Kelley has been working with Pridemore and said he sees the two bills as similar. The House now is likely to make amendments to Pridemore’s bill rather than pass Kelley’s version, he said.
Kelley complains that he was attacked during several of his campaigns in mailers that he believed violated disclosure rules. But the PDC told him that even if he proved the violations, they would be considered a first offense because the group attacking him used different PAC names each election cycle.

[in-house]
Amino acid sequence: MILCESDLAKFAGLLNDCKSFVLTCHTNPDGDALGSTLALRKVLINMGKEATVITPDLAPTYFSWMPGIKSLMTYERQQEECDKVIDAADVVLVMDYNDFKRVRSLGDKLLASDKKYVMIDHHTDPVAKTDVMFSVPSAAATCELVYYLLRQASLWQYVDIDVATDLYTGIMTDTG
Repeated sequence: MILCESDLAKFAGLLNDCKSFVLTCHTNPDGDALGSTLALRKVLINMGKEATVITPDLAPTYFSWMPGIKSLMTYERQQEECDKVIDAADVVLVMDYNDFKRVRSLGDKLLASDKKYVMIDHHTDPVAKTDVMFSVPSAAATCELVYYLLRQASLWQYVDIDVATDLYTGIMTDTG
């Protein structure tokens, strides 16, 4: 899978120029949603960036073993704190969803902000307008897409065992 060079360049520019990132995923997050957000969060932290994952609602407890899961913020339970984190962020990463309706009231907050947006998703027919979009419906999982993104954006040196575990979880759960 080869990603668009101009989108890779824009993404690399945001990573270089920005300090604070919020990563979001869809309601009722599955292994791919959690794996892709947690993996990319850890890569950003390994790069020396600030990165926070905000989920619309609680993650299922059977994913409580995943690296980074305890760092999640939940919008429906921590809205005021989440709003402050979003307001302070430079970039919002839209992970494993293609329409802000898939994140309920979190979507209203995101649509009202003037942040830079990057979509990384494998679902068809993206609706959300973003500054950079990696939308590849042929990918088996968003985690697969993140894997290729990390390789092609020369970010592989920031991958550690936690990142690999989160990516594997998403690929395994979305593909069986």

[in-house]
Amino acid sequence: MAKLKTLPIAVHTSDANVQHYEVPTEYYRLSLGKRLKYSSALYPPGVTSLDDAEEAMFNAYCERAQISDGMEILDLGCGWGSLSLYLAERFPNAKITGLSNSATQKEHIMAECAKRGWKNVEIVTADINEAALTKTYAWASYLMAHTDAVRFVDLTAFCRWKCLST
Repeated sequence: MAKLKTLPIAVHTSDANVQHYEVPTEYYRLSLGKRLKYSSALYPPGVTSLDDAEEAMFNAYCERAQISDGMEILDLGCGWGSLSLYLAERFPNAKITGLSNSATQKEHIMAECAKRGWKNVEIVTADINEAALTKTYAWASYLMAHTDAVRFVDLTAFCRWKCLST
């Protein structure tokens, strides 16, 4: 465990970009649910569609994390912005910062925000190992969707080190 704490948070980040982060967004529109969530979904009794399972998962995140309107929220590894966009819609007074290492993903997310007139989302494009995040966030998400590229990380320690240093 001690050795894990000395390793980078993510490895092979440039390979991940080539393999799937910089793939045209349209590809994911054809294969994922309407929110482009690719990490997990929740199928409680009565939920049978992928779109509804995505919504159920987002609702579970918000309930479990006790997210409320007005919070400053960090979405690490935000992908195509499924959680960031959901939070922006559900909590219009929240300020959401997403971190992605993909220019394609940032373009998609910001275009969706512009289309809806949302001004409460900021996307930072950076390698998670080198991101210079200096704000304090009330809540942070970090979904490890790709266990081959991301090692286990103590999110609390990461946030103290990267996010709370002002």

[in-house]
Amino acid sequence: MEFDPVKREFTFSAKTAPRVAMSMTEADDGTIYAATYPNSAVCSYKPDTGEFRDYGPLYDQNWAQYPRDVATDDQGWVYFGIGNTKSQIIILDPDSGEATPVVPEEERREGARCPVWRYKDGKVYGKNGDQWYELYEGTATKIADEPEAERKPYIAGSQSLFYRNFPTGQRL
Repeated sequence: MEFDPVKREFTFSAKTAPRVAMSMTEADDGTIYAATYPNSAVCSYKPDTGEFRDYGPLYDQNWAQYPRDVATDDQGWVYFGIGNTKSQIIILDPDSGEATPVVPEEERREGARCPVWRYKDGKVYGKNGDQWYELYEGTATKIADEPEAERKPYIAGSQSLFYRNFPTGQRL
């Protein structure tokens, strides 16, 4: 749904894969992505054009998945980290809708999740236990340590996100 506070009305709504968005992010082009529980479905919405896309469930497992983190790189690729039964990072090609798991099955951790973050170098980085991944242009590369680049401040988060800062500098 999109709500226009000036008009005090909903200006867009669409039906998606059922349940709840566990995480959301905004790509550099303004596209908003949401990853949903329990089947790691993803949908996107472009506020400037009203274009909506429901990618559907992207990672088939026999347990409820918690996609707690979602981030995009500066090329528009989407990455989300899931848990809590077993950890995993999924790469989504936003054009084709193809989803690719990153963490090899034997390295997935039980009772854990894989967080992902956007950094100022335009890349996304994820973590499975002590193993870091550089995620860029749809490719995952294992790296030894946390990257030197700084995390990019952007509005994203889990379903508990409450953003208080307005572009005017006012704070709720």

Kelley said an anti-abortion committee also attacked him last year, but refused to give him a copy of the hit piece. His bill would require PACs to provide copies of their advertising upon request of the PDC.
The restrictions on PACs in Kelley’s bill and Sen. Craig Pridemore‘s bill, if they had been in place last year, would have put some constraints on Moxie Media. But they might not have prevented the consultant from shuffling money among PACs.
At most, Moxie would have had to find a different person to sponsor each PAC and convince 10 voters to donate $10 per PAC.
“It can be done, but it’s a lot more work,” Kelley said. “There are always going to be people trying to get around the law, but this is going to make it more difficult for them, more onerous.”